Lost jobs: 11,000 reasons for tax break accountability
OLYMPIA — The Boeing Co. has eliminated the jobs of more than 11,000 Washington state residents since Gov. Jay Inslee and the Legislature agreed to give the company the largest corporate tax incentives in U.S. history.
That’s why Machinists Union District Lodge 751 and the Society of Professional Engineering Employees in Aerospace are continuing to push for legislation that would hold Boeing accountable for the way it’s spending its share of the $8.7 billion aerospace tax incentives package that Washington Gov. Jay Inslee signed into law in November 2013.
“The World Trade Organization found the tax incentives to be illegal under international trade law,” said IAM 751 Legislative Director Larry Brown. “We think they are ineffective and immoral. Either way, it’s time for an overhaul.”
New reports from the Washington Department of Revenue show that Boeing received more than half a billion dollars — a total of $530.8 million — in 2014 and 2015. Data on prior years isn’t available, because the disclosure of that information was actually banned until the Legislature enacted a change in 2014.
Yet while the taxpaying citizens of Washington have been paying hundreds of millions of dollars each year to Boeing, the company has been cutting its workforce.
Between November 2013, when the latest tax incentives became law, and November 2016, Boeing employment statewide fell by 10,702 people. Boeing eliminated the jobs of another 712 people in December, when it announced 777 production rate cuts.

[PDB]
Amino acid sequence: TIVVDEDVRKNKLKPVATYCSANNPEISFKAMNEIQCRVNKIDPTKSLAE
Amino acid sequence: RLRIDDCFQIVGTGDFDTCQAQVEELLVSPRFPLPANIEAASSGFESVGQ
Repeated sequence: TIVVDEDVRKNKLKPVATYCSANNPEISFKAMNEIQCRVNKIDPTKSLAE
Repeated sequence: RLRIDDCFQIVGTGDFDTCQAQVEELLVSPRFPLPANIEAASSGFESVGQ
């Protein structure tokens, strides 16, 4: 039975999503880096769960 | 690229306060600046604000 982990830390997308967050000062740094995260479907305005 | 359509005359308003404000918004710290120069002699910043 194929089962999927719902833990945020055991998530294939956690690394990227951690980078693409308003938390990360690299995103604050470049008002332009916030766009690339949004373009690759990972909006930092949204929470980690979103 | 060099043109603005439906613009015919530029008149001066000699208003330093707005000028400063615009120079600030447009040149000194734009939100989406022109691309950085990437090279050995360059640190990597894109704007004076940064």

“That’s a total of 11,414 people who are no longer working at our biggest aerospace company, but are still on the hook for paying their full share of the aerospace tax breaks,” said Brown.
Some of the job cuts are the result of cost-cutting moves announced in March 2016, which included more than 1,000 Machinists Union members who took voluntary layoffs.
But IAM 751 President Jon Holden said his union and SPEEA are particularly concerned about the number of Washington state jobs that have been lost because Boeing decided to move work to other states, where they’re required to add jobs in order to qualify for state and local tax incentives.
Missouri, Oklahoma and South Carolina all required Boeing to meet job “creation” targets — and in some cases, wage and benefit targets too — to get state and local aid. Washington is the only state that did not, Holden said.
“We have great concern about the number of jobs leaving our facilities in Puget Sound for new locations where the company is creating jobs, capacity and capability outside of Washington state,” Holden said. “We know that’s not what the governor and Legislature had in mind when they agreed to give Boeing the largest corporate tax incentives in U.S. history.”
Our state faces huge challenges coming up with enough money to fully fund public education and provide adequate care for mentally ill residents, Brown noted. The Legislature is under court order to address these issues.
“It’s just going to be that much harder to come up with the funding if we continue to cling to a system of tax breaks that rewards Boeing for moving jobs out of our state,” Brown said.
Originally formed in 1935 by hourly workers at Boeing, District Lodge 751 of the International Association of Machinists & Aerospace Workers now represents more than 31,000 working men and women at 53 employers across Washington and California.
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